From its enduring classics to its modern-day interpretations, the continuing social relevance and popularity of the Western film genre is evident, writes Jason Jacob. The Australian Cinématheque presents ‘The Western’ screening until November, a curated program of selected works by filmmakers such as John Ford, Sergio Leone, Clint Eastwood, Takashi Miike, Quentin Tarantino and more.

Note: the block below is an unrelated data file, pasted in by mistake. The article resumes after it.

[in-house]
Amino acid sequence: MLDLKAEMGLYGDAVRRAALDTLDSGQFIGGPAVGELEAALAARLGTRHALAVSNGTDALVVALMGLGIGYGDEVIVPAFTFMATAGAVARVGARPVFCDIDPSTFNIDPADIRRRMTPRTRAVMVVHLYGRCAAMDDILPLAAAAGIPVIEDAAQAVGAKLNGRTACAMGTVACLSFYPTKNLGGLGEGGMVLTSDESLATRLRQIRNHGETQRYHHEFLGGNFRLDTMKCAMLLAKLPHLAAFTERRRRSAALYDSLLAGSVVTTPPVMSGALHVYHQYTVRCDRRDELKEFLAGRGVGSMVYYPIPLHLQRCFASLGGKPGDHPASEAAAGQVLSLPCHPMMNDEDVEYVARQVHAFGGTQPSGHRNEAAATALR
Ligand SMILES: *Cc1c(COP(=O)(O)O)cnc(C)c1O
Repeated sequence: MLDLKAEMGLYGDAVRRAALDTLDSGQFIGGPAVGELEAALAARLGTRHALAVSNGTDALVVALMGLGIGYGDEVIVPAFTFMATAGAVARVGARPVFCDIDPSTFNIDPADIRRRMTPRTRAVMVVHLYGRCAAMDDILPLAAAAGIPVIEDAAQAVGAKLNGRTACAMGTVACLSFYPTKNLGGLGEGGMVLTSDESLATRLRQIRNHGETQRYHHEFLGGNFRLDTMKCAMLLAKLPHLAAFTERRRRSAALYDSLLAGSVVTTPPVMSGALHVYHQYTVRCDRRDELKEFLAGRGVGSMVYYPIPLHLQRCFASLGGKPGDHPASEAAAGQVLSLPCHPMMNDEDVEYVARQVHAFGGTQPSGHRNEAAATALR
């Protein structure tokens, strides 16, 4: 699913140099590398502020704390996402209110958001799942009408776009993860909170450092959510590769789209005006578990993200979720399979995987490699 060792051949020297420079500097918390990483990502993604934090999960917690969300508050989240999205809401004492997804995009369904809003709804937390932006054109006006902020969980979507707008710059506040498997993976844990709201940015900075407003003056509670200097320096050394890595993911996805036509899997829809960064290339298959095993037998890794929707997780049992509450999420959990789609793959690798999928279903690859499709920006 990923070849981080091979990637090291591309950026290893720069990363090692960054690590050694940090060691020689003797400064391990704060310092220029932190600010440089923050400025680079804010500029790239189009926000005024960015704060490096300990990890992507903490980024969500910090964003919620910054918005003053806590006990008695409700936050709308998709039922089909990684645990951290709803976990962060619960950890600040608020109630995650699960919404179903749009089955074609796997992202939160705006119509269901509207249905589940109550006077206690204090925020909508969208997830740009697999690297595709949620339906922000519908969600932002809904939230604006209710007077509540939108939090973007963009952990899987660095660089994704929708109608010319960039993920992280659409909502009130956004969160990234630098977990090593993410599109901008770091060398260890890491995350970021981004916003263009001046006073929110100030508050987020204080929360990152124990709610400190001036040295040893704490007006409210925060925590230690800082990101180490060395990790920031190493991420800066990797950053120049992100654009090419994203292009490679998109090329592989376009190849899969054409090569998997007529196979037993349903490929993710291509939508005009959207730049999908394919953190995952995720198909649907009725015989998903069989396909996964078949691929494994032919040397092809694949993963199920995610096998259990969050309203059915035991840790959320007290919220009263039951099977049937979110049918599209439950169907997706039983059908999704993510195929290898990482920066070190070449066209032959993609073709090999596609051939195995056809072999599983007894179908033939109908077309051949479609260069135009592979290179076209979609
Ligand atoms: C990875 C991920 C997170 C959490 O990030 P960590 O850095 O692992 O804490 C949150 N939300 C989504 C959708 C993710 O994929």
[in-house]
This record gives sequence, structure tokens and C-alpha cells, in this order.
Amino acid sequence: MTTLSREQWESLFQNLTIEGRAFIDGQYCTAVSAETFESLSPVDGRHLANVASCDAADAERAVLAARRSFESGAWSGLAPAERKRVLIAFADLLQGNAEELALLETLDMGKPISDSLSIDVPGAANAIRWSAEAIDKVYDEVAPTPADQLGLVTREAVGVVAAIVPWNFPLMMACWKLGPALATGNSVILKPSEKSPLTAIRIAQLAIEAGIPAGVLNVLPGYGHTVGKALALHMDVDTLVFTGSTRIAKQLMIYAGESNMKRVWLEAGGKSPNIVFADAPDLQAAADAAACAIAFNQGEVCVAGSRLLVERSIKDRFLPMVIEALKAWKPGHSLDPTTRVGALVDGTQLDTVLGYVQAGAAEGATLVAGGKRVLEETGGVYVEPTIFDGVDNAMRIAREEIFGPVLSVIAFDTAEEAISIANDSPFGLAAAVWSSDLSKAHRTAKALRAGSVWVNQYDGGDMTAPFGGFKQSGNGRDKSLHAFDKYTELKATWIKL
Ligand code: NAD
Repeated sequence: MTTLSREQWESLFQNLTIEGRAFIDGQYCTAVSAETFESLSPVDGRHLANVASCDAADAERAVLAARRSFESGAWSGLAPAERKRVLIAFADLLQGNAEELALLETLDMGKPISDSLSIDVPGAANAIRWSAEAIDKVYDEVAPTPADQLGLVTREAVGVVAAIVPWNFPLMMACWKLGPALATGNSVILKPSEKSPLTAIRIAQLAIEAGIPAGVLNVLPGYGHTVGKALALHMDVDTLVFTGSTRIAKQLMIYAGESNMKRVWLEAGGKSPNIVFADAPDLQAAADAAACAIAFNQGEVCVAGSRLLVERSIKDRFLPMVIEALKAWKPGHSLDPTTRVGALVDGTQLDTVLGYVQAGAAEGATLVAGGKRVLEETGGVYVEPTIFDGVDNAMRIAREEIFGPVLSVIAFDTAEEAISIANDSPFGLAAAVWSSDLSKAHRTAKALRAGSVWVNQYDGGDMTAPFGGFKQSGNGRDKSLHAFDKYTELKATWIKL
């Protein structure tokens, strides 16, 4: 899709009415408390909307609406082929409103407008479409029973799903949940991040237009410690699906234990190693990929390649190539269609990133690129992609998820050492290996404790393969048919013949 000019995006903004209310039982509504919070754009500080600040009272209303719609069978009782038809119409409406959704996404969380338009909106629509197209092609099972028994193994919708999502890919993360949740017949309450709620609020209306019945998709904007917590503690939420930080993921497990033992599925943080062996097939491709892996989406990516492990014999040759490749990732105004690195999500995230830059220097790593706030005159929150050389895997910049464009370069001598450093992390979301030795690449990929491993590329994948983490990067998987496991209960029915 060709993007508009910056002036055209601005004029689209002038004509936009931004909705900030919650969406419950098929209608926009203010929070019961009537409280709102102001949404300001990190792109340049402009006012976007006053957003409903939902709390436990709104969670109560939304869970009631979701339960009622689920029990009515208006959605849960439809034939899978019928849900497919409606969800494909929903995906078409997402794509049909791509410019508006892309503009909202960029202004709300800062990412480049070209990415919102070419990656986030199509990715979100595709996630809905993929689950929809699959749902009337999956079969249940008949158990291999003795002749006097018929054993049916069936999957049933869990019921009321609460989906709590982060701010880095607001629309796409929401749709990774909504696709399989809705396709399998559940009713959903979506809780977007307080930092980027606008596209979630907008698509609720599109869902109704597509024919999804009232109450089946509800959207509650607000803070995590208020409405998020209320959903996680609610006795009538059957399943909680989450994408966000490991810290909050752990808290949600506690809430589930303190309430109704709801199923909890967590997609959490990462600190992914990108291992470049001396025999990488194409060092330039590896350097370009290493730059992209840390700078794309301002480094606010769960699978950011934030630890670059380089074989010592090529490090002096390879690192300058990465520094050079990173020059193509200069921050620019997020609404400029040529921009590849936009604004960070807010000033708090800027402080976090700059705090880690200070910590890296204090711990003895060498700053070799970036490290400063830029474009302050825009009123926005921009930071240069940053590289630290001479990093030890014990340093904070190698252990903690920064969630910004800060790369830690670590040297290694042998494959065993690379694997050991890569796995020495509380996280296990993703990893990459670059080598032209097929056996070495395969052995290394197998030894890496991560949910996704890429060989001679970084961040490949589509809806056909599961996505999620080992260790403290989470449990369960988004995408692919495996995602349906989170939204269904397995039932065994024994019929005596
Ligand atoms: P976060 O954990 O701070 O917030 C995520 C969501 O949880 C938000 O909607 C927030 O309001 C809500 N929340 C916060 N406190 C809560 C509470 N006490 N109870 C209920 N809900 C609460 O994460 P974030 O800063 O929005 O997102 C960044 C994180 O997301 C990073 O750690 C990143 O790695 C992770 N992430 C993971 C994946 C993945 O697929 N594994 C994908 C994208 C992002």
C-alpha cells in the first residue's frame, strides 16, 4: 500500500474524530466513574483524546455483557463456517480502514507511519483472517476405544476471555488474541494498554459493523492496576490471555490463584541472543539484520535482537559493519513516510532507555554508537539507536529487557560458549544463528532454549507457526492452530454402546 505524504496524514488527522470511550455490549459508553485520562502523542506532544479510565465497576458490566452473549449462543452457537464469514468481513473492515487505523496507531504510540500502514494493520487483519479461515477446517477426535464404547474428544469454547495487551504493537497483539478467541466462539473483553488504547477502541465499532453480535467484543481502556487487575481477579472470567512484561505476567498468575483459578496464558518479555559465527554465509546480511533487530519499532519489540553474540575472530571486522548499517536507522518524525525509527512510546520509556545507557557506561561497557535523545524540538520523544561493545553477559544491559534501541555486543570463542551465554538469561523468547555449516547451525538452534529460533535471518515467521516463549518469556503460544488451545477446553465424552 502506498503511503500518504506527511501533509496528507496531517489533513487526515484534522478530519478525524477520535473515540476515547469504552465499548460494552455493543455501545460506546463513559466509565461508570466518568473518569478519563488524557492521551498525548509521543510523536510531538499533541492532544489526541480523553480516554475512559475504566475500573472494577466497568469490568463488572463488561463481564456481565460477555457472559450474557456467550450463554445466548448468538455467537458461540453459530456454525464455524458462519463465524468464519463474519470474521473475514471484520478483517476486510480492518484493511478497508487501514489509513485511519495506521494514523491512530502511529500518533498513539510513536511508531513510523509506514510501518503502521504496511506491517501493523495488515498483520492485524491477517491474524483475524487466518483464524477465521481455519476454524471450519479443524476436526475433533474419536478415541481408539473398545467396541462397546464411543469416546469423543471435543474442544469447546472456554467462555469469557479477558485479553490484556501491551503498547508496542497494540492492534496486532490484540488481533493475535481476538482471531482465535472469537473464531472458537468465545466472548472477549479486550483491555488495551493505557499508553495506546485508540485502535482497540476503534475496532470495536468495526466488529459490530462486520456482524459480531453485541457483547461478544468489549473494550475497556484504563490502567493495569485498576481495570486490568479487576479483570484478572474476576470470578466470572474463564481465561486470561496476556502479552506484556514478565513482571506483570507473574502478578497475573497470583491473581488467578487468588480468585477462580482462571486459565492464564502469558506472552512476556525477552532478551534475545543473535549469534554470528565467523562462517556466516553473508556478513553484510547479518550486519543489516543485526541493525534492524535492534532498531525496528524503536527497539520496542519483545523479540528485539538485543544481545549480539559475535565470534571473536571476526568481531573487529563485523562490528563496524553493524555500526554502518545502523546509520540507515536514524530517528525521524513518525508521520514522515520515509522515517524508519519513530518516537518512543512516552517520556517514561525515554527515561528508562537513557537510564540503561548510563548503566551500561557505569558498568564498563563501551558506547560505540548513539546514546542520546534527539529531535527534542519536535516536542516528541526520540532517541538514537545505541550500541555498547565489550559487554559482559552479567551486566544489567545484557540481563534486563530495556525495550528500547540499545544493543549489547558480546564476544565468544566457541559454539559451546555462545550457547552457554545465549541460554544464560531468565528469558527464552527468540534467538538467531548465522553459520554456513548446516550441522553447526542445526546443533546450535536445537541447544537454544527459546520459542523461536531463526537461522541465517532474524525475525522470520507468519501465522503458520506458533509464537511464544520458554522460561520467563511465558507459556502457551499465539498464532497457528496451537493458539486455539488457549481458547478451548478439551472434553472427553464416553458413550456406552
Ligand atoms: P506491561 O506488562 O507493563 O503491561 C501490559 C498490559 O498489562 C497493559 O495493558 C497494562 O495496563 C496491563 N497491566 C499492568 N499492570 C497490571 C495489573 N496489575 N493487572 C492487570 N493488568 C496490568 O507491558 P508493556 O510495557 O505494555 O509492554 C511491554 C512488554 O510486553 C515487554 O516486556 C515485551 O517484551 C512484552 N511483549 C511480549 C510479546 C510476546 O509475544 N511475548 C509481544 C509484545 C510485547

The vitality and endurance of the Western is a product of that genre’s continuing engagement with something of central importance to the human race: the nature and meaning of settlement under the condition, or shadow, of modernity. In every great Western, such matters are either central to the narrative or infectiously ambient across character and setting, viz., What does it mean to civilise a frontier? Is violence a necessary component of building a safe, productive society? Is the history of settlement, particularly that in the western frontier of the United States in the nineteenth century, one of courageous grasping at Manifest Destiny, or genocidal destruction? What response is available to fight against the emerging impersonal dynamism of large scale capitalist expansion by the fragile frontier communities? Are women civilising forces or an enfeebling restraint on What A Man’s Gotta Do? Once we have safe, secure, domesticated societies, why do we continue to thirst for the heroic individual, the spectacle of violence, the energising clash of principles? Westerns stage the emergent realisation that our morality is intimately tied to our capacity to decide our political and social and communal future: they present the existential question (listen for it in the dialogue), what ought we to do to? Such questions continue to find resonance long after the real historical events of the westering of the US because they are our questions today, too. As world events indicate, we have still not found secure and shared answers.